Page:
Hey Siri, it's time for iPhone to open up!

By: Marawan Alwaraki, April 14, 2016

Siri


Siri has been around for almost five years now. She started as a personal assistant that can tell you if you need an umbrella, now she's.. well, a personal assistant that can tell you if you need an umbrella.

Ok, that was mean. Surely Siri does get better with every major iOS update. She (or now even he) can speak multiple languages, control your house with HomeKit and do a whole lot more than she could five years ago. There is however one problem with Siri which lead me to sharing this post. It's a problem that strongly reflects Apple's closed ecosystem, a problem that Google Now does not suffer from: lack of third party app integration.

Here's a simple example:

Try saying, "Hey Siri, send a Whatsapp to Tim." Siri will either open Whatsapp, or cluelessly search Bing for your result.

When you compare that to Google Now, Android's personal assistant, Siri's weakness becomes increasingly noticeable. Saying "Ok Google, send a Whatsapp to Tim saying I'll be there in 5 minutes" will do exactly that. A Whatsapp message will be sent to Tim's phone letting him know you'll be there in 5 minutes.



Here's where it gets annoying. Apple already lets you send messages to people using Siri, as long as it's only using Apple's messages app. Want to use Siri to save a note? Sure, as long as you're using Apple's notes app. What about if I want to save them to Evernote? Nope, sorry. Want to reply to Email that's in the iOS Mail app using Siri? Ok, why not! What about if the email is in the Gmail app? Siri can't help you with that.

As a matter of fact, Steve Wozniak (Apple's co-founder) called for this several years ago.



There are many scenarios where an open Siri can really help customers. A lot of people prefer using alternatives to Apple's apps. Unfortunately, Apple's restrictions on iOS are like a double edged sword.

3D Touch


It's not just Siri that's limited by Apple's closed approach. The whole iPhone is. But let's focus on another big example: 3D Touch.

Source: iDownloadBlog
Apple announced 3D Touch with the iPhone 6S and 6S Plus in September. 3D Touch offers a new interaction with your screen where you can forcefully push down on the screen and the phone detects the amount of pressure placed on the screen to perform different actions. We got app shortcuts on the home screen, as well as peek and pop. They're all pretty cool use cases of 3D Touch, but they certainly aren't taking 3D Touch to its full potential.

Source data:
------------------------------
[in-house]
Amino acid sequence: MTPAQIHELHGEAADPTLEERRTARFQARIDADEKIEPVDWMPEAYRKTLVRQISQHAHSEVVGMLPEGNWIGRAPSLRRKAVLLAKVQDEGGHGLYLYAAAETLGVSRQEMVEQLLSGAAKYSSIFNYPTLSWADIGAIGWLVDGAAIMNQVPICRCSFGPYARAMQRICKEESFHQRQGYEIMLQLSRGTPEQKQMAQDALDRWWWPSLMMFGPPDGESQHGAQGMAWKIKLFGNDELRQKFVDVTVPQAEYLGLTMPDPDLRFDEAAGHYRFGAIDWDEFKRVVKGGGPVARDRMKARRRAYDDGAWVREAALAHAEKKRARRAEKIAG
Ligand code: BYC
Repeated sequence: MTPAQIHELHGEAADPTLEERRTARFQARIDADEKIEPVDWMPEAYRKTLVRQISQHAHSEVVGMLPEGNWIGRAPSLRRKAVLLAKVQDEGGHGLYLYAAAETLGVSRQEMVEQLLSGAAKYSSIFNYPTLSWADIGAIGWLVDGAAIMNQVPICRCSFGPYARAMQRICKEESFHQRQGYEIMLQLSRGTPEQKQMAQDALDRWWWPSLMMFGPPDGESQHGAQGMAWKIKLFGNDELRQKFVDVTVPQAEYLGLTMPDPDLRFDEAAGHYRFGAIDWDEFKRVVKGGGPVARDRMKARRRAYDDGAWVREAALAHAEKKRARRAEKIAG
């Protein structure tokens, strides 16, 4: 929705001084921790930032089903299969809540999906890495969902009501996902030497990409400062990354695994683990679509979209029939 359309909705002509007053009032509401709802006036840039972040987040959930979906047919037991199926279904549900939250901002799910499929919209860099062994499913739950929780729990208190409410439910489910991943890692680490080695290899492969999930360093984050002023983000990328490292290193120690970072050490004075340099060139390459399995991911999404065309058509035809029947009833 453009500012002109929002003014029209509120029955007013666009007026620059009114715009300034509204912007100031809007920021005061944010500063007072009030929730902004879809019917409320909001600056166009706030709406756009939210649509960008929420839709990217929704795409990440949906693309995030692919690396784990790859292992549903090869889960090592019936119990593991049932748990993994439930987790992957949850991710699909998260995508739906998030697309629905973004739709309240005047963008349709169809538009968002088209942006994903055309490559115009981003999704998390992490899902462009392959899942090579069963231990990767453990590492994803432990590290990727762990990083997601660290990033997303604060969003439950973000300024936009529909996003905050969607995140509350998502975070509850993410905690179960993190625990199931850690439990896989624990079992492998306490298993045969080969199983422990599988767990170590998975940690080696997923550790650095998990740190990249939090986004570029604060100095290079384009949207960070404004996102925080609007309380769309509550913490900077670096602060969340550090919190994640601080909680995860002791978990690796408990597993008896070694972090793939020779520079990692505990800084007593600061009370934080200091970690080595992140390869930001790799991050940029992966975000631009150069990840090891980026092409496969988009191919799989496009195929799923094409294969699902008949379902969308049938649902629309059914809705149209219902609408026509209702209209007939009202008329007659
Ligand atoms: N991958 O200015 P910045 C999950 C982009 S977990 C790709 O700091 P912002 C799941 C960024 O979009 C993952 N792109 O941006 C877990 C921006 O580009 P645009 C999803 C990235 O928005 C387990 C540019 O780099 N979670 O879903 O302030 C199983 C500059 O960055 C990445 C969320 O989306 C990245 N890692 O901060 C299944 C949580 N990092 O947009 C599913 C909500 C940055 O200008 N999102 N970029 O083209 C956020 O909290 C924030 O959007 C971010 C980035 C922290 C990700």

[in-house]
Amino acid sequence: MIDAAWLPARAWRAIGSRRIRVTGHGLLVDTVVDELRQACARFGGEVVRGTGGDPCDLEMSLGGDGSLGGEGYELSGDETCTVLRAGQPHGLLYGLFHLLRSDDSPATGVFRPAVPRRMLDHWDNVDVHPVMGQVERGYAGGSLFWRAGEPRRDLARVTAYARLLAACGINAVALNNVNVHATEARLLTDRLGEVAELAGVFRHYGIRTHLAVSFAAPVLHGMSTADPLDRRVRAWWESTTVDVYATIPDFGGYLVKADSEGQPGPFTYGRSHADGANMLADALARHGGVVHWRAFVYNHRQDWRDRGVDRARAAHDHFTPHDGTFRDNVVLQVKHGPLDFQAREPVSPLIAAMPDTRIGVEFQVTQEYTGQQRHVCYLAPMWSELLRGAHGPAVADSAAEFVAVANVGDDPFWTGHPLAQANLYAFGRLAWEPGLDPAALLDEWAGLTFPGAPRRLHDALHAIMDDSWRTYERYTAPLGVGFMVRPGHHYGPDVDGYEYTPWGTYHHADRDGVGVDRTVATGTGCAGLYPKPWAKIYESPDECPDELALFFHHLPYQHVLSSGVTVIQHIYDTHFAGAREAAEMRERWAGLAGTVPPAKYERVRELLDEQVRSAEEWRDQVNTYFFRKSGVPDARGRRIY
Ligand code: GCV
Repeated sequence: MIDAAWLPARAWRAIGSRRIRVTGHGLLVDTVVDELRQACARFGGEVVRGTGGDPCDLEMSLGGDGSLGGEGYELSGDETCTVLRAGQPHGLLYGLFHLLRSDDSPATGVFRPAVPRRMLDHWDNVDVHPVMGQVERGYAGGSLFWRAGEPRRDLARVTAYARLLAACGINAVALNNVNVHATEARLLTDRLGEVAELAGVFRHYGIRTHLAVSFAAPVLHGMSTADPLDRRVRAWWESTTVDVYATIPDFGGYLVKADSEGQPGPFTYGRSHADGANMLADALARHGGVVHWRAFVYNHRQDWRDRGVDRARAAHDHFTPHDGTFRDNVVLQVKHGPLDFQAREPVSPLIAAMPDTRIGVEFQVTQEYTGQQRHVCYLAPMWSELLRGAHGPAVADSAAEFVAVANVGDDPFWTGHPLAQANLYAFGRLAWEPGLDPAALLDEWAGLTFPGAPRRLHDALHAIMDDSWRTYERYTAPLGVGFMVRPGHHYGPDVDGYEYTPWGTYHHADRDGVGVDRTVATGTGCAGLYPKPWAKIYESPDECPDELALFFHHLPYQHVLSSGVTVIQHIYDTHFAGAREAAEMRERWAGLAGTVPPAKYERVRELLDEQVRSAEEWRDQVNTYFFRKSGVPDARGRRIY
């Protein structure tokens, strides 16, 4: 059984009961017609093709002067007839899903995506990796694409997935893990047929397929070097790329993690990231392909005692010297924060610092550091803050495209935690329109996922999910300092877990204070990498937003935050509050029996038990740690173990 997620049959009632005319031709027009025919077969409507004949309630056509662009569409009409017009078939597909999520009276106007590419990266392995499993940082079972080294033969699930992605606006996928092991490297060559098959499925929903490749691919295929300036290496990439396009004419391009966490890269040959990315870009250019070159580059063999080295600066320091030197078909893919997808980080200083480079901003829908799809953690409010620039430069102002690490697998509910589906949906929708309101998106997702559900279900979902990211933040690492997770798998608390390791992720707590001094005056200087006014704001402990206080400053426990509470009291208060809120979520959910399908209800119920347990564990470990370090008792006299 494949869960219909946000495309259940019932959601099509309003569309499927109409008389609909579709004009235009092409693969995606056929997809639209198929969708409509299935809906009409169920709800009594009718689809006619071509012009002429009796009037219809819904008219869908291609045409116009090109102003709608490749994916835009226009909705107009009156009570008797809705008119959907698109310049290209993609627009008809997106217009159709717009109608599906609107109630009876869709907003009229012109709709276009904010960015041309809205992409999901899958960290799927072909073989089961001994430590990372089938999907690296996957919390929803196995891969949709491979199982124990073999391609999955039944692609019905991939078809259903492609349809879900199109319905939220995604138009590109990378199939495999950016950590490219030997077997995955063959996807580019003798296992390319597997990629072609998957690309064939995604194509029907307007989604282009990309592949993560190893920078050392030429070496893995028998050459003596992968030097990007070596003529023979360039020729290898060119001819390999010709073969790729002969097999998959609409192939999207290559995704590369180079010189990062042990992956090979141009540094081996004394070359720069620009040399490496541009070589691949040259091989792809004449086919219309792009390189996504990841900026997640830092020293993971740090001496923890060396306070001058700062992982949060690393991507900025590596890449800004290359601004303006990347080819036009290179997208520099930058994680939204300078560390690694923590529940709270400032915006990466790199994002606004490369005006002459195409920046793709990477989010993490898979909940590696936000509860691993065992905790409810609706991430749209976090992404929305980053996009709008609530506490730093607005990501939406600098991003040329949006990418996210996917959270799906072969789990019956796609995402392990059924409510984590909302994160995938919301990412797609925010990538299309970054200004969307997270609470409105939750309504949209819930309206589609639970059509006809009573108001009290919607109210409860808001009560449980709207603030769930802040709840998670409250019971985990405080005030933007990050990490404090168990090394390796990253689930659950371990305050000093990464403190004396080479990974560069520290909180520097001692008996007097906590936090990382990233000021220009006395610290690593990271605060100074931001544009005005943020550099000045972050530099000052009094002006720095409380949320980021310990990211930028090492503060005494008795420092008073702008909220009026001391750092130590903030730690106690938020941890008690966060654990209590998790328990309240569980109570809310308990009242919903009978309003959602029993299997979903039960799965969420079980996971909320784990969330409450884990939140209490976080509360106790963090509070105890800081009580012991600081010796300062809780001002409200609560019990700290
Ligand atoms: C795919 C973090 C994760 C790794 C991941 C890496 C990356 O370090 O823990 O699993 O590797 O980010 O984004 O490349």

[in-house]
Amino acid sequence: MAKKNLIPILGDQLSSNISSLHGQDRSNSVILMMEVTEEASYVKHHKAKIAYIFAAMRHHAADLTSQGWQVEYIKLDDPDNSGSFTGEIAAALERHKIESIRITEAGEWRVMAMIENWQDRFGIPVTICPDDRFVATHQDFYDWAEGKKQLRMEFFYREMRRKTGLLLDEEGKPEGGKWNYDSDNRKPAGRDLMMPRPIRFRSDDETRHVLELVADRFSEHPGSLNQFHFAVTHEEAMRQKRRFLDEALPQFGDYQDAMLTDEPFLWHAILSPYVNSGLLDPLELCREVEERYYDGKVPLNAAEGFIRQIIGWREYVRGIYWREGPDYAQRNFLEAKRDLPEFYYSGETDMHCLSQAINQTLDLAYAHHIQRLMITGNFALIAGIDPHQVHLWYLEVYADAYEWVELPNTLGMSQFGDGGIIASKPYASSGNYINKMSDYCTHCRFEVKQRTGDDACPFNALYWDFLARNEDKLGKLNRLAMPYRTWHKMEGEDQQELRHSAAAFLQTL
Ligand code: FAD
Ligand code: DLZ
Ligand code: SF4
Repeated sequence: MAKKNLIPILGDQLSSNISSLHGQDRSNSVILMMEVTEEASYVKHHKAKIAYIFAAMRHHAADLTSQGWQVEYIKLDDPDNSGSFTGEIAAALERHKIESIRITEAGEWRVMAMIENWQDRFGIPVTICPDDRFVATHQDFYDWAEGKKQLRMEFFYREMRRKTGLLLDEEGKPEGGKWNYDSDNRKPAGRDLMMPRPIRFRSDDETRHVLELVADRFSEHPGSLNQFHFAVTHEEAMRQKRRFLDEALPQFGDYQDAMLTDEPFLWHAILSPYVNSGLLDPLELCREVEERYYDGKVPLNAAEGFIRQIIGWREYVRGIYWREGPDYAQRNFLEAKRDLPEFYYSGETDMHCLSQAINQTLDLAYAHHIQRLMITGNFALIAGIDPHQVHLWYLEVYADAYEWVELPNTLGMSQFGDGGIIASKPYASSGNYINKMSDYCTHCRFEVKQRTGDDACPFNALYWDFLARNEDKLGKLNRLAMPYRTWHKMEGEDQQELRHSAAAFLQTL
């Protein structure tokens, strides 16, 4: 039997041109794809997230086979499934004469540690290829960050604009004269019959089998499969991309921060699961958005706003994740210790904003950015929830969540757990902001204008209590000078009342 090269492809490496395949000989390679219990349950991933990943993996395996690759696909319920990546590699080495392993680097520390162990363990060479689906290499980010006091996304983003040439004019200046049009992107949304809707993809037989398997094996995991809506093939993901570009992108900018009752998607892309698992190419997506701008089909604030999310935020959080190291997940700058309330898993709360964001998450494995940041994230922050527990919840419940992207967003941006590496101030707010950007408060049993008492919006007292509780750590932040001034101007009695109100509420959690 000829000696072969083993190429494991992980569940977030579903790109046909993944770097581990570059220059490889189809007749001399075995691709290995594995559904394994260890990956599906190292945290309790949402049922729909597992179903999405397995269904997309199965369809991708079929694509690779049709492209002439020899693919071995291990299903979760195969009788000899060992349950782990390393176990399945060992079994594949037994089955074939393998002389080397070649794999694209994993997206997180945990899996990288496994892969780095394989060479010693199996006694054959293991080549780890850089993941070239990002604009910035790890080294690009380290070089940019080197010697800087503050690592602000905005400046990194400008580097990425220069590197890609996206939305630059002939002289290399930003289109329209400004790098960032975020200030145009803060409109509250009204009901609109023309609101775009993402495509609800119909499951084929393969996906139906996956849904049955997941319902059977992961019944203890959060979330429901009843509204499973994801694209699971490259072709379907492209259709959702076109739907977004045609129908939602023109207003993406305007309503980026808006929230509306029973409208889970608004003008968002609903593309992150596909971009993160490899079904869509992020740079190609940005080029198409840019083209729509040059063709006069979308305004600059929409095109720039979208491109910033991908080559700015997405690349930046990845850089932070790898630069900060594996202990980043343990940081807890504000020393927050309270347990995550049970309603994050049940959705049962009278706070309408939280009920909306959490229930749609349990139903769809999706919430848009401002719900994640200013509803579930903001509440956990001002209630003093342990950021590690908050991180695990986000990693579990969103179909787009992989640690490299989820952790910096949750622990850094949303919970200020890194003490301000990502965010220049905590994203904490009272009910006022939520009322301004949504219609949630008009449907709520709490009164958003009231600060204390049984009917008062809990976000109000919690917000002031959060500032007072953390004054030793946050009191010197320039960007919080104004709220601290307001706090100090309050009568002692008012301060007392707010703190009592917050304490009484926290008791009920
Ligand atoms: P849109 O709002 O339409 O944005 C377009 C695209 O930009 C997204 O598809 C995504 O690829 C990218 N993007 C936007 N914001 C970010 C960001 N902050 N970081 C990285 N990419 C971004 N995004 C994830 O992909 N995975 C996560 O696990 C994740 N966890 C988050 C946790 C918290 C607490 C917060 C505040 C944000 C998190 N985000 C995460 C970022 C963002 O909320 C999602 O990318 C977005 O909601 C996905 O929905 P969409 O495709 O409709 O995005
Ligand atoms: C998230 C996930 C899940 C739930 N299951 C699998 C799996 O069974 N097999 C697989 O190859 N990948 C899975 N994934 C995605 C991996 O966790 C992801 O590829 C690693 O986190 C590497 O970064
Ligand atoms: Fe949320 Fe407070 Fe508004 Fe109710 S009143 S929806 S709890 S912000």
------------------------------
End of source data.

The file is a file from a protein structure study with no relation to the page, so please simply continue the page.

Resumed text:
You know who took 3D Touch to its full potential? Cydia developers. Cydia was flooded with new ways of using 3D Touch. One that I found really interesting was a tweak that lets users force touch a folder to get quick access to the apps inside it. I can't even list all the 3D Touch enhancement tweaks that were released on Cydia this year, but I'll link to an article on iDownloadBlog showing some of the best ones.

Touch ID


I'll give you one more example of a feature in iPhone that is definitely not being taken to its full potential, not even close. That feature is Touch ID, Apple's fingerprint sensor that was introduced with the iPhone 5S.

At first, all you could do is use it to unlock your phone. Then you could use it to make payments, and finally it can be used by third party apps to lock certain parts of the app out (or the whole app) until the user places their finger on the home button. So, Touch ID was certainly improved over the years. But that's the problem. It took years for something as simple as using your finger to unlock an app to be made available by Apple. On the other hand, cydia developers released tweaks allowing you to lock third party apps in the same year that Touch ID was announced.

You can't even password protect photos, and Touch ID has been available for almost four years!



Conclusion


So when you look at three of the biggest features in iOS: Siri, 3D Touch & Touch ID it becomes clear that Apple simply isn't taking iPhone to its full potential, forcing users to make their phones less secure by jailbreaking them. With rumours that iOS 10 will be impossible to jailbreak, this means that users will be forced to live under Apple's restrictions.

The only time restrictions like this are fine is if Apple was competitively releasing new features and updates that take advantage of the iPhone's hardware. But Apple isn't. And it's time to open up. Google's Android is as open as open can be, and it manages to remain secure.

Swift went open source, and iOS 8 gave us hope that Apple's mobile operating system will continue opening up. I'm not really sure what the point of iOS 9 was, but I would really hope to see a much more open iOS 10.

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